Tigerlily Foundation Launches the "My Life is My Legacy" Hero Campaign

Tigerlily Foundation launches the “My Life is My Legacy” Hero campaign to highlight the various ways individuals are impacted by metastatic breast cancer (mBC) and to increase education and awareness in young women.

Washington, DC, October 13, 2020 --(PR.com)-- Join the Tigerlily Foundation in the launch of their “My Life is My Legacy” Hero campaign with the mission of encouraging young women who have not been diagnosed with cancer and early stagers to become aware of metastatic breast cancer (mBC). The campaign has been created via a series of videos that share the stories and lives of remarkable individuals who are creating a living legacy by advocating for others in the breast cancer community about the importance of learning about mBC early and being vigilant when it comes to their breast health.

Maimah Karmo, the Founder and CEO of Tigerlily Foundation kicks of the campaign on mBC awareness day (October 13) by sharing her living legacy story of founding Tigerlily Foundation and it’s core mission to end disparities of age, stage and color. Everyday until October 29, the Tigerlily Foundation will be launching a new video that showcases a “hero” within the mBC community. Heroes in the video include Jamil Rivers, Julia Maues, Keyla Nunny Reece, Christine Hodgdon, Patricia Fox, Dr. Lori Wilson, Shawn Johnson, Karen Rothe, Jay Caldwell and Tania Koulakian.

Join the #MyLifeisMyLegacy video launch tour and get to know each heroes story:

1. Maimah Karmo: October 13 - Putting the Power in the Hands of Young Women of all ages, stages, and colors. Empowering generations of young women to educate, empower, advocate for, and support young women before, during and after breast cancer.

2. Jamil Rivers: October 14 - Putting the Power in the Hands of Black Women. Advocating for health equity to decrease mortality rates for black women.

3. Julia Maues: October 15 - Putting the Power in the Hands of Patient Advocates. Partnering with the scientific and research communities to advocate for change.

4. Keyla Nunny Reece: October 16 - Putting the Power in the Hands of Underserved Communities. Being a voice for the African American Metastatic Breast Cancer community.

5. Christine Hodgdon: October 19 - Putting the Power in the Hands of Patient Advocates. Putting the power in the patient’s hands by elevating and empowering them to use their voices.

6. Patricia Fox: October 20 - Putting the Power in the Hands of Early Stage Survivors - Mobilize underserved communities to join our Army of ANGELs and empowered advocates.

7. Dr. Lori Wilson: October 21 - Putting the Power in the Hands of Black Female Doctors. Building a bridge between doctors and patients after medical mistrust.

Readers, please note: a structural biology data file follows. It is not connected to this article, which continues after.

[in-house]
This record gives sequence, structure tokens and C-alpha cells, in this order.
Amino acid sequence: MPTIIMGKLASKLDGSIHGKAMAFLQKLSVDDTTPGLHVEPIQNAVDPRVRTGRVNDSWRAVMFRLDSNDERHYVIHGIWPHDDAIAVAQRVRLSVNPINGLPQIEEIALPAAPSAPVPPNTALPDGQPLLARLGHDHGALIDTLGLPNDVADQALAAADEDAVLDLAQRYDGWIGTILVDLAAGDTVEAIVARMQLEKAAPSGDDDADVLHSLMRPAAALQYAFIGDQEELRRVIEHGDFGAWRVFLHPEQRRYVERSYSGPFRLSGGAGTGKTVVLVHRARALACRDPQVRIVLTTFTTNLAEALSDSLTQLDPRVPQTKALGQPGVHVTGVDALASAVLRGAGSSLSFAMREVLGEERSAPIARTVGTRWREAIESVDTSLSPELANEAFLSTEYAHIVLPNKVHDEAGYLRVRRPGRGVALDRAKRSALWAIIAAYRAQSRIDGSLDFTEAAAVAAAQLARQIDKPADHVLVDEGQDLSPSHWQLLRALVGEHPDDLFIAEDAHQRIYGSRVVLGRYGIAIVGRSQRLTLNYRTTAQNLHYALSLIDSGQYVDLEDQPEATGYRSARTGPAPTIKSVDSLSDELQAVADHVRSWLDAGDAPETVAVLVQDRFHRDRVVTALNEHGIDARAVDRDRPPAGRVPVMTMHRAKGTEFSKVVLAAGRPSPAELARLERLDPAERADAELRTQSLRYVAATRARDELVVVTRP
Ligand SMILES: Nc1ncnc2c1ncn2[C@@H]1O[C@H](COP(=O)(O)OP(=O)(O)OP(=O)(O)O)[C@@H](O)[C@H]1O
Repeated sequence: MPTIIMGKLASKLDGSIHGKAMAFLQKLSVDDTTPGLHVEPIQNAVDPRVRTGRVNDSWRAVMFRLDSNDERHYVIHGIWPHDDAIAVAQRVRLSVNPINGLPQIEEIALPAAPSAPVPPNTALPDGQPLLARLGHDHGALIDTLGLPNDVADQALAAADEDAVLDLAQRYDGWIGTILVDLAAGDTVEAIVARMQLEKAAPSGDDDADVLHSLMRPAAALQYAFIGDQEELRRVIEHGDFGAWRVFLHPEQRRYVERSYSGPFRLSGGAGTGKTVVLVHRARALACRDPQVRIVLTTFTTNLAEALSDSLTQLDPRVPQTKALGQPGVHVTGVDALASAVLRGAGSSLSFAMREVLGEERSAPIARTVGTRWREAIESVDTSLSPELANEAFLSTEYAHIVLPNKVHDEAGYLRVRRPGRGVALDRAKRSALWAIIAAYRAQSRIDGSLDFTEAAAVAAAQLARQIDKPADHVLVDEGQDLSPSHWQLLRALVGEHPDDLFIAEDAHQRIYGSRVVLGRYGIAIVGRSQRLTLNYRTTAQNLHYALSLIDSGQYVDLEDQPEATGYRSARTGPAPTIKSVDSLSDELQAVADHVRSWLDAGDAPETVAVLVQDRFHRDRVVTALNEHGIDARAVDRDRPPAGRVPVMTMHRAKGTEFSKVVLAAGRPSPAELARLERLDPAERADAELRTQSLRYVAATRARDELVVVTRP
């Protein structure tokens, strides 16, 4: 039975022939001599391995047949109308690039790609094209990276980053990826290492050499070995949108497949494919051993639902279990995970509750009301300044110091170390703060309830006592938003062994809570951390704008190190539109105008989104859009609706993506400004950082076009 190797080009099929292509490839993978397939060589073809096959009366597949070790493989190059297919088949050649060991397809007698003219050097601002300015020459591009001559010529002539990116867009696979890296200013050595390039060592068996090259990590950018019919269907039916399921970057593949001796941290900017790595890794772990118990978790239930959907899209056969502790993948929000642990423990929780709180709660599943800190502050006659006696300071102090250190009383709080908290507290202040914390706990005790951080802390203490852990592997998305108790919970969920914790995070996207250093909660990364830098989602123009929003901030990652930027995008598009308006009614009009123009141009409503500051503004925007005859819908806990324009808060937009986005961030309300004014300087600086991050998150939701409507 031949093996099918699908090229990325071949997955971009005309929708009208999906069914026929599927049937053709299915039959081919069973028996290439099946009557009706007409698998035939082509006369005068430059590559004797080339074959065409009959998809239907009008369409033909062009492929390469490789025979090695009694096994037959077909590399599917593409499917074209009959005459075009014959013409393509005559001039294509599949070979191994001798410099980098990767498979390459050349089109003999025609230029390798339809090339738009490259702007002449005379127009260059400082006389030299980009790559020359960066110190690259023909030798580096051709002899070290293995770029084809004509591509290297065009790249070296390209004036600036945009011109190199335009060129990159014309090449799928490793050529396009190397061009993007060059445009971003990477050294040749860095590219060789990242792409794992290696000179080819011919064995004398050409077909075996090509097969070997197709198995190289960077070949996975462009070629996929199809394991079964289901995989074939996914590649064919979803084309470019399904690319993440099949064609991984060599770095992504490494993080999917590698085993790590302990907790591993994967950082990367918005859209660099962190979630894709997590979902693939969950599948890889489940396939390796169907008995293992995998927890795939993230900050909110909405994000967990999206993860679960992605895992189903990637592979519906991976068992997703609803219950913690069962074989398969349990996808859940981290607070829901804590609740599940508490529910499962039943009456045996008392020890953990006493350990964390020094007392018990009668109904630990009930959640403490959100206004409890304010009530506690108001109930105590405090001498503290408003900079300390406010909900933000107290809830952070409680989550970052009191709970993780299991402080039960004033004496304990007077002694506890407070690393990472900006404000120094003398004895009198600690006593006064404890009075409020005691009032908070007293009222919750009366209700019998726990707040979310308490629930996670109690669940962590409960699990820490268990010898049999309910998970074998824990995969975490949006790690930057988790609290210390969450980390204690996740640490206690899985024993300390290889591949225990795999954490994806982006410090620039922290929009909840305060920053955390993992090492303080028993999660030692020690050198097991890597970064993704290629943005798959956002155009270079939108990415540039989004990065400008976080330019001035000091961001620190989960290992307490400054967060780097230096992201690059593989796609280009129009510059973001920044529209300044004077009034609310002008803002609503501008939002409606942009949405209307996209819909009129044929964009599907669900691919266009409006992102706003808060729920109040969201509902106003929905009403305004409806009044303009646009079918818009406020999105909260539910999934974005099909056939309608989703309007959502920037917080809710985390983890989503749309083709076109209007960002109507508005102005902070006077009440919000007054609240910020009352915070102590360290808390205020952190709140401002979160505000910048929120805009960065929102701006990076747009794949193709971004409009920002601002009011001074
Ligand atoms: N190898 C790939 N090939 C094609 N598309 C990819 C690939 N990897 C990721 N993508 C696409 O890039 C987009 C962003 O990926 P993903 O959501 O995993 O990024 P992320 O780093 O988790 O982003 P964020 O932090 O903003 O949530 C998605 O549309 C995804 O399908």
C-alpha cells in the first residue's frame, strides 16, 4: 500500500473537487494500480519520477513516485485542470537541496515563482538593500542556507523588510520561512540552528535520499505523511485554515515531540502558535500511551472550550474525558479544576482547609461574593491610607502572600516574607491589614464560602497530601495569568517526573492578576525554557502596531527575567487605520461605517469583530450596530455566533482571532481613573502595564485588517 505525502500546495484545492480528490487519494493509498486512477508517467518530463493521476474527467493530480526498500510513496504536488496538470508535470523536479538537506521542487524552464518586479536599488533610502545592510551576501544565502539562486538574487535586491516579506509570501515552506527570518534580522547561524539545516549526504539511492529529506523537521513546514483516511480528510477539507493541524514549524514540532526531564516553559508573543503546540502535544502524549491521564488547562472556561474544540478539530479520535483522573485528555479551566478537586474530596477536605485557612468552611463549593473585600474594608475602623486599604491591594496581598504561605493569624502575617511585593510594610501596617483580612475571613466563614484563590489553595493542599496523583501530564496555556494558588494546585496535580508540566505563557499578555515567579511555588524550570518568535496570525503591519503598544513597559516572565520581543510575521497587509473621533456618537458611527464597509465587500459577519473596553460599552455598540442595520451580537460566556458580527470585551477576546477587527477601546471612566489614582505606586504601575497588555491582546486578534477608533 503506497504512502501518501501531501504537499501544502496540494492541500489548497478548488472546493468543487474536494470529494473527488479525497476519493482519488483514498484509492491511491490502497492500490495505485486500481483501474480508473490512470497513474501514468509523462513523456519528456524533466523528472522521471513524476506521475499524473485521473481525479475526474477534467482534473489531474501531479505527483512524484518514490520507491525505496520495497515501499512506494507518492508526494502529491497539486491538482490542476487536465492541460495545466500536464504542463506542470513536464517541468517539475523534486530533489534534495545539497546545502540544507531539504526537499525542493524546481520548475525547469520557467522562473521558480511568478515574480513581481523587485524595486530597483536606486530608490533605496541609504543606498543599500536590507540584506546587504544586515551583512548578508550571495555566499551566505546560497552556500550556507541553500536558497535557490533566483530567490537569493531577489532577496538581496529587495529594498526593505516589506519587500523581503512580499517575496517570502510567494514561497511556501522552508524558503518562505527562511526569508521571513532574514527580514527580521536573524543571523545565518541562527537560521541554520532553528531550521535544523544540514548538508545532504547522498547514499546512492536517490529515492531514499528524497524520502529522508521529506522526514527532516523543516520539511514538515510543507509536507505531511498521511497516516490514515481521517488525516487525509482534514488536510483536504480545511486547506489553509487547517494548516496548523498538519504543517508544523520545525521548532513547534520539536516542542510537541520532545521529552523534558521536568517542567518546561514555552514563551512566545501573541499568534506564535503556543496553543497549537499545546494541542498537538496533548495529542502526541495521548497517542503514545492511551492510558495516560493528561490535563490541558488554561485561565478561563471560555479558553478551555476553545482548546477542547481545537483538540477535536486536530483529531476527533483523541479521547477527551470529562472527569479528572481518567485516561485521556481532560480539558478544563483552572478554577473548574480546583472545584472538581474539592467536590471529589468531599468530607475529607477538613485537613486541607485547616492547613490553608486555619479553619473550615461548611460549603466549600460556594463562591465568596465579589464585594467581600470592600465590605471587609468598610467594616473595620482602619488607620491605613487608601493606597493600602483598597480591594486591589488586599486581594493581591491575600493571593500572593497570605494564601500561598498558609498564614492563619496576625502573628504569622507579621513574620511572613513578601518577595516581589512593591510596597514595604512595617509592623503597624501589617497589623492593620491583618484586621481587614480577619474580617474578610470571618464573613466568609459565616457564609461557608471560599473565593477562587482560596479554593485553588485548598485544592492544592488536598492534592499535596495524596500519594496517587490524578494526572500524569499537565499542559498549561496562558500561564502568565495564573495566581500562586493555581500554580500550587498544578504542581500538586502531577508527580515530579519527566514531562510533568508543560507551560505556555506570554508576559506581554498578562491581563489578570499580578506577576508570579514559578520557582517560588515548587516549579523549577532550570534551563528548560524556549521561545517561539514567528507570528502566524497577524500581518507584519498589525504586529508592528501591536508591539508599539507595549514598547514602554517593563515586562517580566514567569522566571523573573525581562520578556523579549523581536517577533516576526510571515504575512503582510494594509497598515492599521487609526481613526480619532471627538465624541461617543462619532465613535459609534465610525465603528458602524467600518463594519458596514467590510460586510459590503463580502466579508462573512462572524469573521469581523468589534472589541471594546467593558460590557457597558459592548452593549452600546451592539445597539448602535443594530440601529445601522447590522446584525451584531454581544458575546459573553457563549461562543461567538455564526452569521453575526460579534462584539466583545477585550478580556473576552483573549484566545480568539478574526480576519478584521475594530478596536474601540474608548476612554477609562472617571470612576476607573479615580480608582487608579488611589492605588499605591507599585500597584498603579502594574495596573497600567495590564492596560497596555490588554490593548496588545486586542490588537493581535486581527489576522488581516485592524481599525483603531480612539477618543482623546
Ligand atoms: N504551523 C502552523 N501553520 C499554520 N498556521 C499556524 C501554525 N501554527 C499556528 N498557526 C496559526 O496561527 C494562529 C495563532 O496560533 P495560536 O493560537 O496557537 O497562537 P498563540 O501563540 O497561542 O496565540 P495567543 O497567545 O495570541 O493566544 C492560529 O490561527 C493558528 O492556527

8. Corrie Painter: October 22 - Putting the Power in the Hands of Patients. Partnering with patients to develop, design and deliver innovative treatments for them.

9. Shawn Johnson: October 23 - Putting the Power in the Hands of Patients and Providers through Collaboration. Amplifying underserved voices in the medical and research communities.

10. Karen Rothe: October 26 - Putting the Power in the Hands of Family Members. Providing support when loving and caring for children who are patients

11. Jay Caldwell: October 27 - Putting the Power in the Hands of Caregivers. Educating, empowering and supporting caregivers.

12. Tania Koulakian: October 28 - Putting the Power in the Hands of Health Women. Empowering young women to be vigilant about their health and getting educated early.

Metastatic breast cancer is also known as Stage IV or advanced breast cancer. Stage IV breast cancer is diagnosed in about 6-10% of newly diagnosed breast cancer patients. Individuals with an initial diagnosis of Stage IV breast cancer have an average 5-year survival rate of 26%. That said, many people live for years or even decades with Stage IV breast cancer with a good quality of life; it is estimated that approximately 155,000 people in the United States are currently living with metastatic breast cancer. While many young women can live a long time with the disease, it is important to note that no one knows how long an individual can live with metastatic breast cancer, so it is important to be vigilant about one’s breast health – at every stage, be an engaged partner with your healthcare team, know the facts, be empowered to know about science and research, and be empowered to make treatment decisions that consider your quality of life. About 20 to 30% of all breast cancers that are originally localized within the breast become metastatic. This is why everyone should care. This campaign is supported by Amgen, DSI, Sanofi and Myriad Genetics. For more information about the “My Life is My Legacy” hero campaign, visit https://www.tigerlilyfoundation.org/my-life-is-my-legacy/ #MyLifeIsMyLegacy, or follow us on Facebook to like, comment and share.

About Tigerlily Foundation: Tigerlily Foundation is a national breast cancer organization whose mission is to educate, empower, support, and advocate for young women ages 15 to 45 before, during, and after breast cancer. Tigerlily Foundation is dedicated to ending disparities of age, stage and color; and works to end disparities of age, stage or color. Visit http://tigerlilyfoundation.org, follow on Twitter @TigerlilyCares, on Instagram at Tigerlily_Foundation and on Facebook at TigerlilyFoundation to learn more.
Tigerlily Foundation
Mamah Karmo